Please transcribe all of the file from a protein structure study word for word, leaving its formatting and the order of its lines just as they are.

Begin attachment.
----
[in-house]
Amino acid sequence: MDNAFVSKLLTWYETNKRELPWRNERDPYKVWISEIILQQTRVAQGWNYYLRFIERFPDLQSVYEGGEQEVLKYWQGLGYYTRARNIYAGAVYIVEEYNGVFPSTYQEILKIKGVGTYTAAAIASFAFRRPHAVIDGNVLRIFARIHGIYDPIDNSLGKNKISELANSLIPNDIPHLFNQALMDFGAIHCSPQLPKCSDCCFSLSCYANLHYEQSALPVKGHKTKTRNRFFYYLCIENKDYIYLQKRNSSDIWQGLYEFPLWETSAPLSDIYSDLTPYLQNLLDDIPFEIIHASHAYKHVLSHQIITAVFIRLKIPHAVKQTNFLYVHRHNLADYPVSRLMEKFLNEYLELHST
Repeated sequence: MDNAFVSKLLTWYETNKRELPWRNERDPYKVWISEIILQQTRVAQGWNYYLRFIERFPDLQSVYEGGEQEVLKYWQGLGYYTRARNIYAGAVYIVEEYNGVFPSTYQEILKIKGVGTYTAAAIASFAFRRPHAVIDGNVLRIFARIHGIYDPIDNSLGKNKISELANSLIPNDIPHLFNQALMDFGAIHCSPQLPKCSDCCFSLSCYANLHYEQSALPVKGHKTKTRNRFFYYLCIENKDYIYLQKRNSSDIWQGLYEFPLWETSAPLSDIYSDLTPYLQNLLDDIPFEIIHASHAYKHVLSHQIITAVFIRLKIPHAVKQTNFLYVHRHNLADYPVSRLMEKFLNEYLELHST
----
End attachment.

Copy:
[in-house]
Amino acid sequence: MDNAFVSKLLTWYETNKRELPWRNERDPYKVWISEIILQQTRVAQGWNYYLRFIERFPDLQSVYEGGEQEVLKYWQGLGYYTRARNIYAGAVYIVEEYNGVFPSTYQEILKIKGVGTYTAAAIASFAFRRPHAVIDGNVLRIFARIHGIYDPIDNSLGKNKISELANSLIPNDIPHLFNQALMDFGAIHCSPQLPKCSDCCFSLSCYANLHYEQSALPVKGHKTKTRNRFFYYLCIENKDYIYLQKRNSSDIWQGLYEFPLWETSAPLSDIYSDLTPYLQNLLDDIPFEIIHASHAYKHVLSHQIITAVFIRLKIPHAVKQTNFLYVHRHNLADYPVSRLMEKFLNEYLELHST
Repeated sequence: MDNAFVSKLLTWYETNKRELPWRNERDPYKVWISEIILQQTRVAQGWNYYLRFIERFPDLQSVYEGGEQEVLKYWQGLGYYTRARNIYAGAVYIVEEYNGVFPSTYQEILKIKGVGTYTAAAIASFAFRRPHAVIDGNVLRIFARIHGIYDPIDNSLGKNKISELANSLIPNDIPHLFNQALMDFGAIHCSPQLPKCSDCCFSLSCYANLHYEQSALPVKGHKTKTRNRFFYYLCIENKDYIYLQKRNSSDIWQGLYEFPLWETSAPLSDIYSDLTPYLQNLLDDIPFEIIHASHAYKHVLSHQIITAVFIRLKIPHAVKQTNFLYVHRHNLADYPVSRLMEKFLNEYLELHST